Jesus’s unpredictability is one of His most memorable traits—one that was, however, not born out of an extraordinary speculative intelligence, but out of such a different perspective on reality that even the most trained and educated thinkers could not foresee it. Therefore, Jesus’s unpredictability says more about us than about Him.

When He went before Pilate, saying that He had come to “testify to the truth”, Christ revealed that His consistent, coherent, and foreseeable actions in the light of the Truth were unpredictable only because His listeners did not have the Truth as their reference point.

It is not Jesus who steps out of the ordinary with His reactions. It is we who lost the ability to understand the normality of His answers.

The apostle Paul strengthened this idea when he described the cross of Christ as “foolishness”. In fact, both Jesus’s life and His death are a source of continual consternation to the human mind. Moreover, we are constantly dismayed by the whole Bible, and we seldom accept that this speaks more of us than of the Bible.

In a previous article, where we talk about poverty and the suitable answers for it, I focus on the Bible’s position on money. It’s very easy to see how shocking this is overall. In short, by observing Mosaic regulations, the Jews came to donate about a third of their income for various purposes. But were the other two-thirds theirs? No, because according to the Bible, all material and financial resources belong to God by right, humans being only stewards, who must use them according to God’s plan.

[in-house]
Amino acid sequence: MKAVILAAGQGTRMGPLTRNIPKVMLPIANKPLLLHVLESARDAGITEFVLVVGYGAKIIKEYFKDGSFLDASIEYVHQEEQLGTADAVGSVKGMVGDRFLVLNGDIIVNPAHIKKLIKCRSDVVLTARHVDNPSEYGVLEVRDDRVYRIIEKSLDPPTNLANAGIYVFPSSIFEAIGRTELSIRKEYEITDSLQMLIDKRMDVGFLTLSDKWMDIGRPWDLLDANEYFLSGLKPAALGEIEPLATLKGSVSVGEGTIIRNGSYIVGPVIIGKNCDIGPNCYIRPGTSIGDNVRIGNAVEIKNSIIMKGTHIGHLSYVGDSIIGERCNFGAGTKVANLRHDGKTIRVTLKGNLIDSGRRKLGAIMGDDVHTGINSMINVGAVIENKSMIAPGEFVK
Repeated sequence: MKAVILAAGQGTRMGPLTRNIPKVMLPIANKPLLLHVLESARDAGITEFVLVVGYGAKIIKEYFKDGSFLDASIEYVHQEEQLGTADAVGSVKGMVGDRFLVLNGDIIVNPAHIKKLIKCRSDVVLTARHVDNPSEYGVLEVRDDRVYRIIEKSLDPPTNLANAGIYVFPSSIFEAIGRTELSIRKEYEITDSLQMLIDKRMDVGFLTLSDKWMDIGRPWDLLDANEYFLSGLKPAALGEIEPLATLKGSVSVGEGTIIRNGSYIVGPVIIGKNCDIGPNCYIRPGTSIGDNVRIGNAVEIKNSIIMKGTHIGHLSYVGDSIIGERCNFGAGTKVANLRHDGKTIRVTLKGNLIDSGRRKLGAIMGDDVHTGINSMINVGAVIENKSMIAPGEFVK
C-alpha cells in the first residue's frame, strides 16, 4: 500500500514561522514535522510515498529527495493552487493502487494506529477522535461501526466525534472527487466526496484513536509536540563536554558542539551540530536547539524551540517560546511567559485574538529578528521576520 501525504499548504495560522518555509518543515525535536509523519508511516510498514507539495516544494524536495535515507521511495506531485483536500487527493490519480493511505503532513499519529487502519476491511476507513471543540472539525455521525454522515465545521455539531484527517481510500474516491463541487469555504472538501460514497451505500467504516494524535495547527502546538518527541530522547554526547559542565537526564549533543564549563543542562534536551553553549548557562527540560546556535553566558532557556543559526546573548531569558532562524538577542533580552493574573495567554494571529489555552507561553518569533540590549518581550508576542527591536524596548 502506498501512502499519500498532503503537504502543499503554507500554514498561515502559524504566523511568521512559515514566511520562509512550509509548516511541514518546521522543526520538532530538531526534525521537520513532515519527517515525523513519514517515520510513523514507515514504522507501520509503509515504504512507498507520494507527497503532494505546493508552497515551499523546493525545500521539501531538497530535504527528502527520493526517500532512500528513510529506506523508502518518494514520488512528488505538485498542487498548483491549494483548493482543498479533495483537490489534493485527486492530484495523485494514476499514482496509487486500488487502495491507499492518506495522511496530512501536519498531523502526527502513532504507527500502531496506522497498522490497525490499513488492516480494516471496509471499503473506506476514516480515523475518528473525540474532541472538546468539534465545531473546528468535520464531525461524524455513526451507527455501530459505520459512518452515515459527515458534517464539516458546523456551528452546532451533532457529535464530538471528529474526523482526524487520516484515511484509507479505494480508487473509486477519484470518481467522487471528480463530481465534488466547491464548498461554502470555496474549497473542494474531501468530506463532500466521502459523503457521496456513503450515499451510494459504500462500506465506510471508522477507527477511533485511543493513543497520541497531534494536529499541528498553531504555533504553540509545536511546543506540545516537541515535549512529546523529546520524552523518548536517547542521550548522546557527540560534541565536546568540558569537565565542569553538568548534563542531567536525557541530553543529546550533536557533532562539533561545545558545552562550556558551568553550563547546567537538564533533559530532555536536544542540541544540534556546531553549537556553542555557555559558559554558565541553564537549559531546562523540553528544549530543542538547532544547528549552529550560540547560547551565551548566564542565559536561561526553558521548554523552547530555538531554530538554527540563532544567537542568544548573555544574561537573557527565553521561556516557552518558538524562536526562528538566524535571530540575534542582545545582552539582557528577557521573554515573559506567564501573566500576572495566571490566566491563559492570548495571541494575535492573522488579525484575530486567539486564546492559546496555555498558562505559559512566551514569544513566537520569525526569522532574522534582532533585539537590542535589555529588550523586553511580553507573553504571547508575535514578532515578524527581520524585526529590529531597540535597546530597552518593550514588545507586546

In practice, so few have been able to understand and apply this universal principle. In the New Testament, Jesus goes so far as to say that it is easier for a camel to go through the eye of a needle than for a rich man to enter the kingdom of God.

From the Bible’s point of view, human efforts to establish mathematical and moral guidelines that guarantee an innocent independence in the management of one’s own wealth are the result of a wrong approach. We are the stewards of God’s property and the right target is not our independence from Him, but the acceptance of His sovereignty. Freedom does not mean deliverance from God, but deliverance through God. The Bible connects the latter not only to salvation but also to our happiness.

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God’s sovereignty does not entail our arbitrary submission, but our integration into a higher way of thinking, into the Sovereign Truth of God. Through our openness to the Truth, we discover the happiness that lies in living according to the dimensions of the Truth. Some may attempt to prove otherwise (the Bible says that Lucifer tried to do this), but these are the stakes of biblical religion—will humans continue to fight against God’s bewildering truth? Or will they seek to understand His reasons and be transformed and set free by Him?

We must recognize that, while the end of such a process promises freedom, its beginning requires faith. Only by faith can one begin to explore God’s bewildering truth without prejudice and preconceptions.